Deep within Canada’s coastal temperate rainforest, the array of greenery is intense, almost hard to comprehend. Suddenly, glowing in contrast to a backdrop of verdancy, a ghost-white bear emerges and ambles by with a salmon snack in its jaws. It’s not—as one may guess—a very lost polar bear, but one even rarer to encounter: a spirit bear.
These elusive bears are found only in a small portion of British Columbia’s Great Bear Rainforest, the world’s largest coastal temperate rainforest. Spanning 250 miles along the Pacific coast, its sodden, old-growth forest conceals towering red cedars, glacier-sliced fjords, and one of nature’s most storied species within its mist- and moss-coated acres.
Spirit bears—also known by their scientific name, Kermode bears—are a pale variant of the North American black bear. They’re not considered albinos; they have pigment and share the dark eyes and noses of their black bear brothers. In fact, white-coated Kermodes are born with the same recessive genes that cause red hair in humans, and many have a strawberry-blond tint to their cream-colored fur. Fewer than 400 roam the rainforest, according to recent estimates.
Far better suited to animals than humans, the Great Bear Rainforest is made up of complex terrains where mountains meet serpentine inlets and a speckle of archipelagos. Roads and trails are sparse and many areas can only be reached by floatplane. And if you haven’t discerned from its name, some form of rainfall is a near-constant. Perhaps because of this, indigenous life is abundant. Grizzly bears and cougars, coastal grey wolves and Sitka deer, marine mammals like orca and humpback whales all inhabit these lands and waterways alongside some 20,000 First Nations people who have, for millennia, been devoted to protecting the thriving ecosystem they call home.
Though small in population, the spirit bear has undoubtedly become a galvanizing force behind these conservation efforts. For many years, First Nations elders kept the existence of the moksgm’ol—“white bear” in T’simshian languages—secret for fear of exposing them to fur trappers or trophy hunters. Now, its rarity and reverence appeal on both a scientific and cultural level. In Kitasoo/Xai’xais culture, legend tells that the creator, Raven, promised peace and safety for black bears provided that one out of every 10 is born with white fur to serve as a reminder of the stark and barren Ice Age.
Uncannily, that ratio just about holds true in recent research led by scientists and First Nations people and published in Ecological Solutions and Evidence in July 2020. Approximately one in 10 of the region’s black bears is white, meaning the genetic mutation is even rarer than previous estimates. And though it has been illegal to hunt spirit bears since the mid-20th century, researchers hope this study can prove a need for more protections for the area’s black bears—still subject to hunting permits—because we risk losing the dark-coated bears who carry the recessive gene. In 2016, the Canadian government permanently conserved 85 percent of the forest, protecting the lands from logging and sowing the seeds for a responsible ecotourism economy, but the fight continues to save the bears from potential oil pipeline development and climate change, as its impacts on the salmon population will reverberate through the entire rainforest.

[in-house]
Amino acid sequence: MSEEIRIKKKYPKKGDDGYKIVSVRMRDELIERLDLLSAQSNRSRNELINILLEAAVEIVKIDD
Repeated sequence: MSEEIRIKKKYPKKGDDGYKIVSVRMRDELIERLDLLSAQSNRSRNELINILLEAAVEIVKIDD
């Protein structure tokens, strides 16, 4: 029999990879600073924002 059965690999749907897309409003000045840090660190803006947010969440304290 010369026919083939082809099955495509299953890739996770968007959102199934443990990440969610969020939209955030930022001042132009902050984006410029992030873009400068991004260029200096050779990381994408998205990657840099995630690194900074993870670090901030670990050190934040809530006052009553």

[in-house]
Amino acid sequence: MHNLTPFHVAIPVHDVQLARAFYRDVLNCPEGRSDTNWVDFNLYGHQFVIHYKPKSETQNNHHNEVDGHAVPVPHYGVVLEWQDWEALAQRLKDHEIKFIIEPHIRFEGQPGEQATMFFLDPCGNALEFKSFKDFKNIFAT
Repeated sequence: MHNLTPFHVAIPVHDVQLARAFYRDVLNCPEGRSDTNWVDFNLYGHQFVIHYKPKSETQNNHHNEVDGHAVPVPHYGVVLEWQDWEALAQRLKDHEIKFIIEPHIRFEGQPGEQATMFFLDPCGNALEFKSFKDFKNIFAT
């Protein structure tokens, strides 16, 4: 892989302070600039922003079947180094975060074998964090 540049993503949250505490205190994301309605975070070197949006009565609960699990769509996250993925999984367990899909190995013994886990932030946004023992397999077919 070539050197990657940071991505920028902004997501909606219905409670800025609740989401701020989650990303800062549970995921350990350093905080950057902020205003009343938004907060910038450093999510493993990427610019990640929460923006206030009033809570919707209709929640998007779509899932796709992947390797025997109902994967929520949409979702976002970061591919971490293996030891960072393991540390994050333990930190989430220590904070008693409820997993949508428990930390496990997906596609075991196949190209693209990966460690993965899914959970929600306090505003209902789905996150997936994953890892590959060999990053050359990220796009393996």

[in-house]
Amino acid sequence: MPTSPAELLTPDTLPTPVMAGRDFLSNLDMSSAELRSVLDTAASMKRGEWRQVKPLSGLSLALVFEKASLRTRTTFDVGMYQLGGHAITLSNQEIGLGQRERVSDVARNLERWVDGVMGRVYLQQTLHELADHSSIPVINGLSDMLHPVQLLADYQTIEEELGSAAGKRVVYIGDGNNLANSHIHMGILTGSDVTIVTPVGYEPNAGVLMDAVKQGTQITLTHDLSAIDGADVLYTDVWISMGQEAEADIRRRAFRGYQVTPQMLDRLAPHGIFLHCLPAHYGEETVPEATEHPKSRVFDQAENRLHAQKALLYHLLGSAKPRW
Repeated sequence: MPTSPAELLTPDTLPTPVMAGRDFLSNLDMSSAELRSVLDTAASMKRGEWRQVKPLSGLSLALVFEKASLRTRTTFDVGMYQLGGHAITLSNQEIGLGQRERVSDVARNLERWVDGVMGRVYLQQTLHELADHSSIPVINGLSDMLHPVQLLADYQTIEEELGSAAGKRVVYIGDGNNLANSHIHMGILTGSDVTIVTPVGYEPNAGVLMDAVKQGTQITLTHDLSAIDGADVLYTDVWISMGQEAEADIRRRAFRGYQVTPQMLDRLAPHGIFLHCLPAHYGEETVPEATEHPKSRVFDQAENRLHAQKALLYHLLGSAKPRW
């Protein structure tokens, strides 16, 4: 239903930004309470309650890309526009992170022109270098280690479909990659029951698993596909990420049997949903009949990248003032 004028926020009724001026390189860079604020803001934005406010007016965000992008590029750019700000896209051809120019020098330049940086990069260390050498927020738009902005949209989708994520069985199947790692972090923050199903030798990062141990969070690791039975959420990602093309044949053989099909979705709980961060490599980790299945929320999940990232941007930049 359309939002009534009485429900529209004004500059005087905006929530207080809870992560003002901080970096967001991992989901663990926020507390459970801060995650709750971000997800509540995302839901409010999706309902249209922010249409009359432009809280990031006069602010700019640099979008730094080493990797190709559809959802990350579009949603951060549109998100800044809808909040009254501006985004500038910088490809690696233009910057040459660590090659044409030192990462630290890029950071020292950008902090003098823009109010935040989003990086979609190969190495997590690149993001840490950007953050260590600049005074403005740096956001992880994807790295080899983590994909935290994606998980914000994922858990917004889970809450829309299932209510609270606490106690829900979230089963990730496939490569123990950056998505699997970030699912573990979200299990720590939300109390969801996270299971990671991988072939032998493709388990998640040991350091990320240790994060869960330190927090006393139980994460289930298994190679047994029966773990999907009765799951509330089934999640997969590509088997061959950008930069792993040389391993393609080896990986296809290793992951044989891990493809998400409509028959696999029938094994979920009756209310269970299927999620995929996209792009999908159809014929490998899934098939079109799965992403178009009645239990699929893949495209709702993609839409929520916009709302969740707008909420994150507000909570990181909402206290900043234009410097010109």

To spot a spirit bear, your best bet is the during the salmon runs of August and September, depending on rainfall and several other factors. Currently, the largest concentration of bears can be found on Princess Royal Island and Gribbell Island, where a local guide will likely bring you to the area of a recent sighting to sit patiently, scanning the rocky shorelines for a flash of white.
Though not all who seek to encounter “Canada’s panda,” will be successful, the search itself is hardly disappointing in these enchanting lands. Few remaining places on earth allow one to bear witness to this immensity of unspoiled nature.
Enter the verdant domain of the spirit bear on our Voyage to Great Bear Rainforest, setting sail for the first time September 2021.